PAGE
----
Rarely has a US presidential election race been bedeviled by so many imponderables – over and above the outcome. In the final 48 hours, both contenders, Donald Trump and Joe Biden, targeted battleground states. Democratic candidate Joe Biden planned to spend the last hours of the race in Pennsylvania, a battleground state that has become central to both their campaigns. Trump scheduled four rallies there on Monday, when both rivals were to be joined by their running mates and spouses.
Trump won the state, a former Democratic bastion, by a hair, 0.7 percent,in 2016. Pennsylvania’s 20 electoral votes like Florida’s 29 are crucial to a win by either candidate. Donald Trump, whose boundless energy is a key campaign tool, plans to hold five more rallies in five mover states, in a last-ditch bid to haul the scales around in his favor and reduce Biden’s consistent lead in the polls..
Neither contender can measure the input of 10 million voters who stayed home in 2016 and are motivated to cast their ballots in 2020. They are not just the 18-year old first-time voters but much larger groups. This trend is adding another unknown factor to the ballots – not just in Pennsylvania but across 14 other battleground states, where they make up some quarter of vote.
Some analysts are calling this largely unaffiliated group “Trump’s secret weapon;” others predict a bonus for Biden.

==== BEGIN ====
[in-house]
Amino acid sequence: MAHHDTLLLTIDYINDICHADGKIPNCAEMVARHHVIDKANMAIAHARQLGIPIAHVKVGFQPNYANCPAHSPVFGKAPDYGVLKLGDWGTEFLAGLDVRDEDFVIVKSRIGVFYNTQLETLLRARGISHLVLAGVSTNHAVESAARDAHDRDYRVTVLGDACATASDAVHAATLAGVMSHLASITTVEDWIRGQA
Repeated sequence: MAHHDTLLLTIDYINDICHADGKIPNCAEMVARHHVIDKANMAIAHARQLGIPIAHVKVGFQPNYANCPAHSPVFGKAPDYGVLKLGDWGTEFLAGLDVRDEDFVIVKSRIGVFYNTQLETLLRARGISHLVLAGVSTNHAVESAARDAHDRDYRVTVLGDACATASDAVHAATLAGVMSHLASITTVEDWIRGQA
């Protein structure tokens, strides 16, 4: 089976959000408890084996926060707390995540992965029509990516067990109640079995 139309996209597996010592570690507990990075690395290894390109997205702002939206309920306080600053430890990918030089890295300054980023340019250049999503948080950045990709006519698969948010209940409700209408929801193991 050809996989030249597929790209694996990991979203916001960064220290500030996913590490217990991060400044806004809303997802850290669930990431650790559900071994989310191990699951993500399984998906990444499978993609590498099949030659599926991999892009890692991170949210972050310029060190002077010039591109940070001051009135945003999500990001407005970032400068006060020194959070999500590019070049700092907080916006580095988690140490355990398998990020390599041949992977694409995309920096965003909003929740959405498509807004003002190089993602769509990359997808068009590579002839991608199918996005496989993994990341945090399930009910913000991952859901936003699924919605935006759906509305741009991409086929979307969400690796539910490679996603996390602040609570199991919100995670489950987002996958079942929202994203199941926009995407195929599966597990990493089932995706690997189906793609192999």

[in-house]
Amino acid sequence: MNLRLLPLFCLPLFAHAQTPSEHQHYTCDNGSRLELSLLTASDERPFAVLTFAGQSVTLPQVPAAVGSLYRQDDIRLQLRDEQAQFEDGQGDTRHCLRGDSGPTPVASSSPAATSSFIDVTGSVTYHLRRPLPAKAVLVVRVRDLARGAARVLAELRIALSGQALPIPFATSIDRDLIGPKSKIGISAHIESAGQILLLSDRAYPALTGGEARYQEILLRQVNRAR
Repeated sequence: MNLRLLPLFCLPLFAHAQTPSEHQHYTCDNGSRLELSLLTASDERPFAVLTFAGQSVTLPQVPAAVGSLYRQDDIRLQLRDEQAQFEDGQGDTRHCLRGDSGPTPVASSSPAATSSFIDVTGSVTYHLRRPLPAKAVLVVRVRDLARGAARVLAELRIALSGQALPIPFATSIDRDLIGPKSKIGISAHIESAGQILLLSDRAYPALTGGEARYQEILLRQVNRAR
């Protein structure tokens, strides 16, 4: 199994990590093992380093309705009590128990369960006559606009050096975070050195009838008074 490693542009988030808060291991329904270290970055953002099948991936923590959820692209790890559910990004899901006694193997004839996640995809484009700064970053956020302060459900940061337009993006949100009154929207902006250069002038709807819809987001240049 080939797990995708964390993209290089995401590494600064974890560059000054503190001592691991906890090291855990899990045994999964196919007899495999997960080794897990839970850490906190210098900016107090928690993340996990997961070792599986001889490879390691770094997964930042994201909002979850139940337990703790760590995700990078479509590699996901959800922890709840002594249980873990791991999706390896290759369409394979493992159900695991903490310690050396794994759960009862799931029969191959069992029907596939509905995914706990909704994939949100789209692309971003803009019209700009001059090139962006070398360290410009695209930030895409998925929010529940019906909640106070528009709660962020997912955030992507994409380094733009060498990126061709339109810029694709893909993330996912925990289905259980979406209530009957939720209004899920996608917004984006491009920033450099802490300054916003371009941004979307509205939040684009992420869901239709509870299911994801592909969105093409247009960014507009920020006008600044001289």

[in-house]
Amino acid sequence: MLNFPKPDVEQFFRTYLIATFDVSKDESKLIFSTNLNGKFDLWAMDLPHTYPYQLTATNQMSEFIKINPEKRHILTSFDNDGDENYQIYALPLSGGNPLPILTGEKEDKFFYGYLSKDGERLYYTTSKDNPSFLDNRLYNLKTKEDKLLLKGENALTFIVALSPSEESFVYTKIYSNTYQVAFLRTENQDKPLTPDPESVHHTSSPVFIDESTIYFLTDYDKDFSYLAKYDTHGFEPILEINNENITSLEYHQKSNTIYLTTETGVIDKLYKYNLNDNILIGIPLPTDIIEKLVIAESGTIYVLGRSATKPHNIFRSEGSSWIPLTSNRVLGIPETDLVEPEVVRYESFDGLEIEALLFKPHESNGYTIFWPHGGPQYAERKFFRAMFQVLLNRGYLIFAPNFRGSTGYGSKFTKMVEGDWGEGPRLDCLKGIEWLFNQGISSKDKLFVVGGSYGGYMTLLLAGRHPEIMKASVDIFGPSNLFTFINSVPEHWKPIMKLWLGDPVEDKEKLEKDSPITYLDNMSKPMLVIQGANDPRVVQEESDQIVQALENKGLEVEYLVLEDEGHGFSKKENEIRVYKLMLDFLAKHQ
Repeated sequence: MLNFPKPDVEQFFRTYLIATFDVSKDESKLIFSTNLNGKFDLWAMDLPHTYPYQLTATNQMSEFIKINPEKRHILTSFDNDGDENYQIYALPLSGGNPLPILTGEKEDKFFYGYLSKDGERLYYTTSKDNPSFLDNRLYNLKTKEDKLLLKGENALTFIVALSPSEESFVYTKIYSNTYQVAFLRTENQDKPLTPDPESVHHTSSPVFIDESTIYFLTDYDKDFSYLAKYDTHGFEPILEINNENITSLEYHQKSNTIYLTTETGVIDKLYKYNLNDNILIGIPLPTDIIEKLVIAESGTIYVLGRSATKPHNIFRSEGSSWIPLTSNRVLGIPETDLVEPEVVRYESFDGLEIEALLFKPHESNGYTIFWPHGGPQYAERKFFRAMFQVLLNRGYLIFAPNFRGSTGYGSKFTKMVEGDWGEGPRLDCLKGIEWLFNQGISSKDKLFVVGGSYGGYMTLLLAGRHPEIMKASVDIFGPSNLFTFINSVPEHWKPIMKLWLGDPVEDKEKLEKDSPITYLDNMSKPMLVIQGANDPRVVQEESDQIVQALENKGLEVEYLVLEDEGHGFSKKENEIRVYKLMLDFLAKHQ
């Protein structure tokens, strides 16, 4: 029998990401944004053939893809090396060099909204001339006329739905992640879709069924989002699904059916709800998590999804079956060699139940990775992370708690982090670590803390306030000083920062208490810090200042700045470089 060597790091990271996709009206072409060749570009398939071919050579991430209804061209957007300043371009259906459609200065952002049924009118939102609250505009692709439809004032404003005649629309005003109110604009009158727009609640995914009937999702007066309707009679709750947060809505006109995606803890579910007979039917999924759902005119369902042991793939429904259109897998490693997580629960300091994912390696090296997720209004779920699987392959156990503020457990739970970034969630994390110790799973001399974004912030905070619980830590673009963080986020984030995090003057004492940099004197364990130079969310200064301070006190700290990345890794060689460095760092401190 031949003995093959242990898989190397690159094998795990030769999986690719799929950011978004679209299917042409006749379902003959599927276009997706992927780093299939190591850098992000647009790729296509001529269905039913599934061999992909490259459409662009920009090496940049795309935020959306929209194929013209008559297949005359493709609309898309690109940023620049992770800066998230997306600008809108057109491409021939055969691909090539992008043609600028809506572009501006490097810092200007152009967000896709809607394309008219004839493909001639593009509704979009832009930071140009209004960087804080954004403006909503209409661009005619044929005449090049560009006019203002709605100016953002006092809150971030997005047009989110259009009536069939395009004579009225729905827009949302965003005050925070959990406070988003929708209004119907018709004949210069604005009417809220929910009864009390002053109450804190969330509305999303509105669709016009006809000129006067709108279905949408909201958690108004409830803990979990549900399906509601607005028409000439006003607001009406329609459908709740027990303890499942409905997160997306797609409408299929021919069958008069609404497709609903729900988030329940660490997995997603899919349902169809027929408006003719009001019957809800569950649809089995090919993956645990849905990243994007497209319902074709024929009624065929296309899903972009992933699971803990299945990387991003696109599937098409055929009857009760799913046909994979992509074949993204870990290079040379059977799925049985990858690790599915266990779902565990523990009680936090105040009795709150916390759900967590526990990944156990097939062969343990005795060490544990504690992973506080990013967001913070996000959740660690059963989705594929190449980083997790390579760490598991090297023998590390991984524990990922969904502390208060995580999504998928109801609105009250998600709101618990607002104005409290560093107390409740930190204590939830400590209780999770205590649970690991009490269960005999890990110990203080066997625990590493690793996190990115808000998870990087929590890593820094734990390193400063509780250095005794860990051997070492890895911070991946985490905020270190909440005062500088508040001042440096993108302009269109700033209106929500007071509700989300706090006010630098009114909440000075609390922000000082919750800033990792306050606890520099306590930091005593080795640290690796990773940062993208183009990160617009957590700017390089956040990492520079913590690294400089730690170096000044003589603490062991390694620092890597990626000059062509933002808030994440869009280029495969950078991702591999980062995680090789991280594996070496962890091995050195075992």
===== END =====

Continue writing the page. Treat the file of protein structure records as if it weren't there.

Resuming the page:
Then, there is the unforeseen heavy early vote. By Sunday, Nov. 1, more than 92 million Americans had voted, whether in person or by mail, careful to avoid crowded booths in the midst of the covid pandemic. This portends the highest turnout for a presidential election in a century.
Who benefits? Trump or Biden?
While voting day has a fixed date, the publication of results does not. Hundreds of million ballots must be counted across the country, lawsuits challenging certain results processed and other hitches overcome. An unknowable time lapse lies ahead until one of the contenders pulls ahead with the support of the magic number of 270 members of the College of State Electors. It is that figure rather than the size of the vote which determines which contender has won the race to the White House.
The campaign uniquely takes place during a plague. Its effect on the outcome is hard to gauge. Dr. Anthony Fauci, the top US infectious disease expert and member of the White House coronavirus task force, has said bluntly that the US “could not possibly be positioned more poorly” for confronting the pandemic in the winter months.
He contradicted Trump, who persists in presenting the US as “rounding the corner” on the coronavirus pandemic, while accusing the Democrats of exaggerating the threat. The president has been staging one large, packed rally after another, pointedly not wearing a mask in defiance of health rules. Biden’s rallies, in contrast, are socially distanced events. They are necessarily smaller and much less vocal.
How this starkly contrasting behavior plays out with the voter is yet another imponderable. The climate of political uncertainty and a hotly partisan contest has led to street shops being spontaneously boarded up for fear of random violence. A long delay in publishing the elections results may generate outbreaks of trouble, especially if the results are close.